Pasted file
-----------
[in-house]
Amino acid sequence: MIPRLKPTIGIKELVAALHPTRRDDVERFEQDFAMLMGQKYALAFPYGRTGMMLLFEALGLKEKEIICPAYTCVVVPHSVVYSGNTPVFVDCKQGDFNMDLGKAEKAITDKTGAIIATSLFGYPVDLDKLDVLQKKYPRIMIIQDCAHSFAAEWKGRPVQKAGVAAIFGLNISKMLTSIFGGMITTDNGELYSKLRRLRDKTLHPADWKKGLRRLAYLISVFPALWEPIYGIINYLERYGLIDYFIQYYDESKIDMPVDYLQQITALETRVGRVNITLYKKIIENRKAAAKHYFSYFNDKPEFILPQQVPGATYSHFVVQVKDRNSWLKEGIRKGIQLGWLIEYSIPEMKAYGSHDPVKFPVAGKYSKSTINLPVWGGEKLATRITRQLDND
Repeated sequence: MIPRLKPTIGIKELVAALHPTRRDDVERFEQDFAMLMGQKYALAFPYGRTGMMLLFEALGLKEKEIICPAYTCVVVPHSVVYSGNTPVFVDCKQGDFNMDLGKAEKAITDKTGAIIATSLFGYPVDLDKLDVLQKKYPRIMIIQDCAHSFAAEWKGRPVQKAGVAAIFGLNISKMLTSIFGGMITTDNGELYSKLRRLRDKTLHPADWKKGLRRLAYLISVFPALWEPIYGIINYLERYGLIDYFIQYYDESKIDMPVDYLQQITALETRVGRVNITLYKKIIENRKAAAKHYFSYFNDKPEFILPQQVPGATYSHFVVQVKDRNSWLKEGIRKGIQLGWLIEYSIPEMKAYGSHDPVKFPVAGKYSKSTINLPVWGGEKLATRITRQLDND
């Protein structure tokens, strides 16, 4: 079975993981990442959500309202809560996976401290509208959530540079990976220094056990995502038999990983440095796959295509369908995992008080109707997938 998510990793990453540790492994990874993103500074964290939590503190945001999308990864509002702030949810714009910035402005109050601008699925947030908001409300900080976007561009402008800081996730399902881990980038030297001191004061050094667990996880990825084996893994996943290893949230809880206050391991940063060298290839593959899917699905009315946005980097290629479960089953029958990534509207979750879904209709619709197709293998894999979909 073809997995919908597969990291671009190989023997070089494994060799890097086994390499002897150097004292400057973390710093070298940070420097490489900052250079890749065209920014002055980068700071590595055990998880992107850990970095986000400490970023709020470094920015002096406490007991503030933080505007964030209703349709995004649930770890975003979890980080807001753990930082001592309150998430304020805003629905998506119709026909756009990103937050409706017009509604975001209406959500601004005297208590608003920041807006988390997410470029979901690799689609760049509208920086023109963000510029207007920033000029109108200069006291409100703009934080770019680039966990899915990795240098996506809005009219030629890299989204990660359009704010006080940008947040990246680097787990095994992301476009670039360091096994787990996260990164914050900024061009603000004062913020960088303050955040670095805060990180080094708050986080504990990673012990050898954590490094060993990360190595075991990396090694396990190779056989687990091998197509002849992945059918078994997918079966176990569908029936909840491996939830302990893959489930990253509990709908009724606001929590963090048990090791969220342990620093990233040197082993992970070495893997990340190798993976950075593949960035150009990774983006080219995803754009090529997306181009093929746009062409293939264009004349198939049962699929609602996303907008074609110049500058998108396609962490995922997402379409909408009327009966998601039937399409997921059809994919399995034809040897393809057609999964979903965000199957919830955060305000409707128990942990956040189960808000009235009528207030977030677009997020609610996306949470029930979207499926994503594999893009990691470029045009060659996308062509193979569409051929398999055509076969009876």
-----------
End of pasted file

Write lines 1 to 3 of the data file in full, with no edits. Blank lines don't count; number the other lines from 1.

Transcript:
[in-house]
Amino acid sequence: MIPRLKPTIGIKELVAALHPTRRDDVERFEQDFAMLMGQKYALAFPYGRTGMMLLFEALGLKEKEIICPAYTCVVVPHSVVYSGNTPVFVDCKQGDFNMDLGKAEKAITDKTGAIIATSLFGYPVDLDKLDVLQKKYPRIMIIQDCAHSFAAEWKGRPVQKAGVAAIFGLNISKMLTSIFGGMITTDNGELYSKLRRLRDKTLHPADWKKGLRRLAYLISVFPALWEPIYGIINYLERYGLIDYFIQYYDESKIDMPVDYLQQITALETRVGRVNITLYKKIIENRKAAAKHYFSYFNDKPEFILPQQVPGATYSHFVVQVKDRNSWLKEGIRKGIQLGWLIEYSIPEMKAYGSHDPVKFPVAGKYSKSTINLPVWGGEKLATRITRQLDND
Repeated sequence: MIPRLKPTIGIKELVAALHPTRRDDVERFEQDFAMLMGQKYALAFPYGRTGMMLLFEALGLKEKEIICPAYTCVVVPHSVVYSGNTPVFVDCKQGDFNMDLGKAEKAITDKTGAIIATSLFGYPVDLDKLDVLQKKYPRIMIIQDCAHSFAAEWKGRPVQKAGVAAIFGLNISKMLTSIFGGMITTDNGELYSKLRRLRDKTLHPADWKKGLRRLAYLISVFPALWEPIYGIINYLERYGLIDYFIQYYDESKIDMPVDYLQQITALETRVGRVNITLYKKIIENRKAAAKHYFSYFNDKPEFILPQQVPGATYSHFVVQVKDRNSWLKEGIRKGIQLGWLIEYSIPEMKAYGSHDPVKFPVAGKYSKSTINLPVWGGEKLATRITRQLDND